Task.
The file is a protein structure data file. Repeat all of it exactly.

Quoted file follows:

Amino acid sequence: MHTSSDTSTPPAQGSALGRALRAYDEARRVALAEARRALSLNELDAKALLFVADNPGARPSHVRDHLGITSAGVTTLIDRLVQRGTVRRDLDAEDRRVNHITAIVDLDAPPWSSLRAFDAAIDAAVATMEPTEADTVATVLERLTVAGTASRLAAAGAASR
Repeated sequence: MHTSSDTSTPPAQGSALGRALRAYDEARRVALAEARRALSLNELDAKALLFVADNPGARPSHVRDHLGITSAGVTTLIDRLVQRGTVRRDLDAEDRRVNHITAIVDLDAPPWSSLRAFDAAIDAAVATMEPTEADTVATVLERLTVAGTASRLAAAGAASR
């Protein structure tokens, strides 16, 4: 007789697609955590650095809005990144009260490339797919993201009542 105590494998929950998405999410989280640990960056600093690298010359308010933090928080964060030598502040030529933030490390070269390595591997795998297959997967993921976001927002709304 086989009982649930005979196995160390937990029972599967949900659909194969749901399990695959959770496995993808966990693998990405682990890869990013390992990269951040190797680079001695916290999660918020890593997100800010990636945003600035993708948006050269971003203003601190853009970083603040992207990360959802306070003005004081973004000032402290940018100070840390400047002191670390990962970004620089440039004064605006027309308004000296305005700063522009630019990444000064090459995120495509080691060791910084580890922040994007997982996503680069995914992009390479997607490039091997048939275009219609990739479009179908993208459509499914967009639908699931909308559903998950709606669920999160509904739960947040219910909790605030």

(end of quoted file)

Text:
Amino acid sequence: MHTSSDTSTPPAQGSALGRALRAYDEARRVALAEARRALSLNELDAKALLFVADNPGARPSHVRDHLGITSAGVTTLIDRLVQRGTVRRDLDAEDRRVNHITAIVDLDAPPWSSLRAFDAAIDAAVATMEPTEADTVATVLERLTVAGTASRLAAAGAASR
Repeated sequence: MHTSSDTSTPPAQGSALGRALRAYDEARRVALAEARRALSLNELDAKALLFVADNPGARPSHVRDHLGITSAGVTTLIDRLVQRGTVRRDLDAEDRRVNHITAIVDLDAPPWSSLRAFDAAIDAAVATMEPTEADTVATVLERLTVAGTASRLAAAGAASR
């Protein structure tokens, strides 16, 4: 007789697609955590650095809005990144009260490339797919993201009542 105590494998929950998405999410989280640990960056600093690298010359308010933090928080964060030598502040030529933030490390070269390595591997795998297959997967993921976001927002709304 086989009982649930005979196995160390937990029972599967949900659909194969749901399990695959959770496995993808966990693998990405682990890869990013390992990269951040190797680079001695916290999660918020890593997100800010990636945003600035993708948006050269971003203003601190853009970083603040992207990360959802306070003005004081973004000032402290940018100070840390400047002191670390990962970004620089440039004064605006027309308004000296305005700063522009630019990444000064090459995120495509080691060791910084580890922040994007997982996503680069995914992009390479997607490039091997048939275009219609990739479009179908993208459509499914967009639908699931909308559903998950709606669920999160509904739960947040219910909790605030």